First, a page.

The same approach using cURL

In order to improve this method it is possible to remove the call to script/rails runner and replace it with a call to the web app via HTTP using cURL. Using this method when a new email arrives the following is called:

ruby receiver.rb

Then we create our receiver something like the following:

# note the backticks here execute the command
`curl -d "message=#{STDIN.read}" http://localhost/incoming_messages`

Update: In the comments it turns out that some people have reported problems with this method. You may need to escape the content so that your app receives the message correctly. The following method should help:

require 'cgi'
# note the backticks here execute the command
`curl -d "message=#{CGI.escape(STDIN.read)}" http://localhost/incoming_messages`

You could of course remove Ruby from the mix here entirely but using a Ruby script allows you to perform any processing if you want to in a more complex example. cUrl -d will send the request as application/x-www-form-urlencoded but you could also send the data multipart/form-data if you wish.

You can then simply create a normal controller and use the create method to receive your email as an HTTP POST. Something like the following:

def create
  message = Mail.new(params[:message])
  for recipient in message.to
      User.find_by_email(recipient).update_attribute(:bio, message.body)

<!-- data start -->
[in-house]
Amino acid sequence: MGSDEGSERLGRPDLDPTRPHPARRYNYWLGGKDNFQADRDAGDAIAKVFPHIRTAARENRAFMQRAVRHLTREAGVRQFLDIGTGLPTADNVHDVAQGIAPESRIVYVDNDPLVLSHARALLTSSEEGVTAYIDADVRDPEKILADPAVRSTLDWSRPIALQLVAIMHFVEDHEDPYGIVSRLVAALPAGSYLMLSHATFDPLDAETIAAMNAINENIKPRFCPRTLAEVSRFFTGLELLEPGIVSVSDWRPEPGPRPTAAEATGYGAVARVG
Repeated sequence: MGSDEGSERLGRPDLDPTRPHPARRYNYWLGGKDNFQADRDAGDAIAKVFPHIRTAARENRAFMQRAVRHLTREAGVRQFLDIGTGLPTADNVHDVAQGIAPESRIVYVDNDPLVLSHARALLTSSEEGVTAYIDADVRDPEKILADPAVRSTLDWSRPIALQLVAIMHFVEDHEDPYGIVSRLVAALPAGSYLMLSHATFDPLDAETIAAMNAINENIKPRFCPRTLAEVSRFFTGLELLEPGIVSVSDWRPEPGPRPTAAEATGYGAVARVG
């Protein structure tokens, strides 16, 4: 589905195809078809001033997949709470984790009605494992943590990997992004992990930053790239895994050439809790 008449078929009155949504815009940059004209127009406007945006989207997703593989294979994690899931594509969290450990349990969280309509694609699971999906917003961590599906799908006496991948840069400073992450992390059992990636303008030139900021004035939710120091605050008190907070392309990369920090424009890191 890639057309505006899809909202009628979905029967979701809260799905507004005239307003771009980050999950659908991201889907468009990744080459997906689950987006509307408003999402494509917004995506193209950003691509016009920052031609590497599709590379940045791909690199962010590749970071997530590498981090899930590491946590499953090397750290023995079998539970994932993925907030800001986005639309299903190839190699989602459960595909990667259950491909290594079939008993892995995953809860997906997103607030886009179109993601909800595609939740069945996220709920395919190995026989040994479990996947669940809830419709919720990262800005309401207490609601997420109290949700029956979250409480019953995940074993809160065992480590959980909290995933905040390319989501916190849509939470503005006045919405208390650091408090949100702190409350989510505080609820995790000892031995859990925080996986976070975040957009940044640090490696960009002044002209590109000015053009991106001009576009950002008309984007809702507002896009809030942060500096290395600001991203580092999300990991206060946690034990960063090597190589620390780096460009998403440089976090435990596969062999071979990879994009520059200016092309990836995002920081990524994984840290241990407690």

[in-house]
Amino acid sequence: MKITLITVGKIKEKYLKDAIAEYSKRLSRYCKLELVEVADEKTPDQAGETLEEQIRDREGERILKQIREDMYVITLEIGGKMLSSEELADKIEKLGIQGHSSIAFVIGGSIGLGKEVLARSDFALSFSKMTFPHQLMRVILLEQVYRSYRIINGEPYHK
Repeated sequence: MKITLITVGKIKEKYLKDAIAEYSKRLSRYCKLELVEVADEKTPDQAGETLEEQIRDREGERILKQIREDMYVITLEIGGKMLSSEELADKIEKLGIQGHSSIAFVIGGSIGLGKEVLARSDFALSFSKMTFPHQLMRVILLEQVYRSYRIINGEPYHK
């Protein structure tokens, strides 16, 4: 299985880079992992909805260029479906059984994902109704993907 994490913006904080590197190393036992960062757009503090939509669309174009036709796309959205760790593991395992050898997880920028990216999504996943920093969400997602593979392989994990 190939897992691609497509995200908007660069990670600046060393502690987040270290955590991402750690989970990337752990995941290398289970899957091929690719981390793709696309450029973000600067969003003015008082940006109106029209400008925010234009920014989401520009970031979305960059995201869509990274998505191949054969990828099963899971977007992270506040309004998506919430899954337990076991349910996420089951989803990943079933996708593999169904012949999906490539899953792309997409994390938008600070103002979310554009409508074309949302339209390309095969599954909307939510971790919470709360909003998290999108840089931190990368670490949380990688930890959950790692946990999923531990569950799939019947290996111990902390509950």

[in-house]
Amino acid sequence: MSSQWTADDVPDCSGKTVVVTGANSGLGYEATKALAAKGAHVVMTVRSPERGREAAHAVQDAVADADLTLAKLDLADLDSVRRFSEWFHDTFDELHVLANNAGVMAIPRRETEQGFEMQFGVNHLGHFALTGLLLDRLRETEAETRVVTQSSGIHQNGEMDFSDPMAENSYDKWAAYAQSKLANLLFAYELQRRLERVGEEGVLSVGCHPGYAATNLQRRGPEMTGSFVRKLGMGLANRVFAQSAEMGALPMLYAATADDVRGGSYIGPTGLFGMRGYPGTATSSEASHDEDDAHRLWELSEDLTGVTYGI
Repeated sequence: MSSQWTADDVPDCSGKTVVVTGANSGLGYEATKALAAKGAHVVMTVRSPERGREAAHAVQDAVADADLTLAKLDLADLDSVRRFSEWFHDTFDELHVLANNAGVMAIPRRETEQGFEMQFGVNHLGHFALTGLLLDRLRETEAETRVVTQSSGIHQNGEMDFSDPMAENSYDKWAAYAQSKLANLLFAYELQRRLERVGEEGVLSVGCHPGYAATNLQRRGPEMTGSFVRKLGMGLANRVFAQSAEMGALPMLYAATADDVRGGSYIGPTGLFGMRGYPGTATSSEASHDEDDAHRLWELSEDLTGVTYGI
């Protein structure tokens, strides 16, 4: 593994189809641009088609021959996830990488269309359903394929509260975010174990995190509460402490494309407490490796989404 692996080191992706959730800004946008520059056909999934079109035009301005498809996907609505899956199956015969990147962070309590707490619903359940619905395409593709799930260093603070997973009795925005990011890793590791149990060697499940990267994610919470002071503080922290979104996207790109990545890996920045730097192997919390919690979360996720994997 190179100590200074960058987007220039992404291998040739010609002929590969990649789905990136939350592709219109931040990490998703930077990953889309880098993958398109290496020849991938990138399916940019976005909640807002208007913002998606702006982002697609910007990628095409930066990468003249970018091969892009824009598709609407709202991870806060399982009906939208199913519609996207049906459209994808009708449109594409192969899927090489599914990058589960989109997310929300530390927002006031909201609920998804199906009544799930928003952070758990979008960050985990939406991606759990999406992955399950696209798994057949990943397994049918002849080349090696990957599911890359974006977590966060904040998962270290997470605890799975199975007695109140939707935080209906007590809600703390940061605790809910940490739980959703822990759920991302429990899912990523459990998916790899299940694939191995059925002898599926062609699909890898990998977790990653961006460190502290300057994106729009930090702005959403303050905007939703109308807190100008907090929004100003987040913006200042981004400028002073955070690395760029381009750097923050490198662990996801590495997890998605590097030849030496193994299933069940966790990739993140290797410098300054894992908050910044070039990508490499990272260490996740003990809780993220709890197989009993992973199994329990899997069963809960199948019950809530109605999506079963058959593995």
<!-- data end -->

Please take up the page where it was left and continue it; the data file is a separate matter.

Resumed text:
end
  end
end

This method has the advantage of being a little more scalable as nothing really changes in terms of your app. You simply receive the message over HTTP like any other form post or file upload. You may want to opt to move the processing out to a background job though if you are doing anything complex with the message. You will still however need to install and setup your own mail server.

Using a Third Party

In the last example we received email via an HTTP Post as a webhook. There are a couple of options for taking the setup and monitoring stress out of receiving mail in this manor without having to install an configure a mail server. Two of the options here are CloudMailin and smtp2web.

CloudMailin is currently in free beta and allows you to register to receive email via HTTP Post. The system was designed to be scalable and provide some additional features like delivery logs to make sure your app is receiving the emails. That’s enough about that one as I don’t want to be biased.